Well of course almost any religious believer would say that the God or gods he believes in DO affect the world. So how is what you are suggesting different from real life?
(a) There is no question or ambiguity? The gods come down from Mount Olympus on fiery chariots and throw lightning bolts and their enemies, and there is no way that anyone who is not blind could say that this was not done by the gods? And they do this often enough that pretty much everyone in the world sees it regularly? (As opposed to Judaism, Christianity, and Islam, which say that God usually works in more subtle ways, and that "blatant" miracles are relatively rare so that most people only know about them by reading scripture, lives of saints, etc, not personal experience.)
(b) There are multiple competing gods? Like in Graceo-Roman polytheism. (Modern Hinduism has many gods of course, but I don't know enough about Hinduism to say if the believe the gods compete and fight like the Greek gods.)
I can see how (a) and/or (b) could put a strain on freedom of religion. In the real world, an atheist might be annoyed at Christian prayers, but he presumably is not literally afraid that the Christian prayers will result in God bringing down some judgement on him, because he doesn't believe there is a God to do so. But if the existence of these gods was undeniable, then knowing that my neighbor who worships the cow god is praying for judgement on all those who eat beef, I would not dismiss his prayers as vain appeals to an imaginary god. I'd have a real fear that his god would respond and do me harm.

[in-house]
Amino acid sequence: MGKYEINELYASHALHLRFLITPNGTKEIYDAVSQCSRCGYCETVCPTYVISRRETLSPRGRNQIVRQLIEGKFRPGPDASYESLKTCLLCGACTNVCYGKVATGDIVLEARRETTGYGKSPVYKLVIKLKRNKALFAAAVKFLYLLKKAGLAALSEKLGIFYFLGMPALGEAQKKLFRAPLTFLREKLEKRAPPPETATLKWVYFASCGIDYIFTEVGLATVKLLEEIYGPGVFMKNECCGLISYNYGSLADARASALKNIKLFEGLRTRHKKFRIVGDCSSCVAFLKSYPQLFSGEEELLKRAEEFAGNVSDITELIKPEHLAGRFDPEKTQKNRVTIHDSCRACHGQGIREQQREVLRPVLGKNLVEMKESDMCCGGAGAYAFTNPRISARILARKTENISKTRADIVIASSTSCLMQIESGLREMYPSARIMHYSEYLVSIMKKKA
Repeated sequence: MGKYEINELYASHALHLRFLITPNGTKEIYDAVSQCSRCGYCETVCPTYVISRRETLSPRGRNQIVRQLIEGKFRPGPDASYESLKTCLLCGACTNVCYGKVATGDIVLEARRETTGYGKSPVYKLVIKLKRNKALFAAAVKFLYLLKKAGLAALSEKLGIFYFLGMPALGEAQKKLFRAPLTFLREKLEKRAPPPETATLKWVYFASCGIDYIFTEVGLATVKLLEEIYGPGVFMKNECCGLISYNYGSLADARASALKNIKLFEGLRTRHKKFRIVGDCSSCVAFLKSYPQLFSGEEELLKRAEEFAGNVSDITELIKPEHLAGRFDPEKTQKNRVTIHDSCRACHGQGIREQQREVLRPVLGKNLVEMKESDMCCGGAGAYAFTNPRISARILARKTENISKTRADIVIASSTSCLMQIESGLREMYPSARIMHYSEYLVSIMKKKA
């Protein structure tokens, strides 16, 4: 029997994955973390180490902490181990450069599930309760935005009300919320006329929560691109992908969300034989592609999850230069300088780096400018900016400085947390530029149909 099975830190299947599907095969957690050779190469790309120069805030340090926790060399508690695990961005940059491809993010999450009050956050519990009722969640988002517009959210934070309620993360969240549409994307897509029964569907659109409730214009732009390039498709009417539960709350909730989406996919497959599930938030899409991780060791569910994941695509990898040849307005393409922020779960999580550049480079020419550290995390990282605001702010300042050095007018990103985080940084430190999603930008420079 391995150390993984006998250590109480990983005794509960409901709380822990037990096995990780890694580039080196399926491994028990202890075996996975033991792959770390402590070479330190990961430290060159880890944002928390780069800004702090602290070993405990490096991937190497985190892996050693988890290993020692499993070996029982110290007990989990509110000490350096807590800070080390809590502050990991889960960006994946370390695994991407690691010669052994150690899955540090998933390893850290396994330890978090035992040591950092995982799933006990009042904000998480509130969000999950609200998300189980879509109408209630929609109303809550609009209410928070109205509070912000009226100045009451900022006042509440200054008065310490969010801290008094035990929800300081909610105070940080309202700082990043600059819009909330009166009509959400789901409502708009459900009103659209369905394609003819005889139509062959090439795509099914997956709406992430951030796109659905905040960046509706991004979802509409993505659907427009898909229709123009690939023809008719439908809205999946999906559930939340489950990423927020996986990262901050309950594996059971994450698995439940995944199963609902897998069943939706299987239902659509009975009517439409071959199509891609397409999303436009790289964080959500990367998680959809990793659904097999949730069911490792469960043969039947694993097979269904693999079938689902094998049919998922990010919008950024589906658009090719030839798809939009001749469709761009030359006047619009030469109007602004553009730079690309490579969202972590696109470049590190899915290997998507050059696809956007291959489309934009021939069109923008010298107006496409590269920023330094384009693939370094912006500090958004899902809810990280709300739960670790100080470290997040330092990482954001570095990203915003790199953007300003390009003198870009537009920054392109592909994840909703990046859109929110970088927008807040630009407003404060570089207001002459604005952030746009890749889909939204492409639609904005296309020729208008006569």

In the real world, if someone worships a different god than mine, I generally believe that his prayers and rituals are just a waste of time. They don't do me any direct harm. (Barring special cases, like he kidnaps me to offer me as a human sacrifice.) But in your proposed scenario, he very well might do me harm. So in the real world, it makes good rational sense to say, let everyone worship in his own way, and attempt to persuade others that his way is best if he so chooses, and see what works out. But in your scenario, you can't just "live and let live". It's not that they're worshipping a false god, it's that they're worshipping a very real god who is inimical to me.
To the extent that the gods compete, I think freedom of religion would become very difficult to sustain. It would be too impractical. Like, I have no problem being tolerant of people with different skin colors or languages or favorite foods. But I do have a problem with being tolerant of people who steal and kill.
If the gods do not compete, if they're all friendly to each other and tell their followers to respect each other, than all this goes away, and freedom of religion becomes like accepting that some people like pizza and some like tacos. There's no reason why I should care if your tastes are different from mine.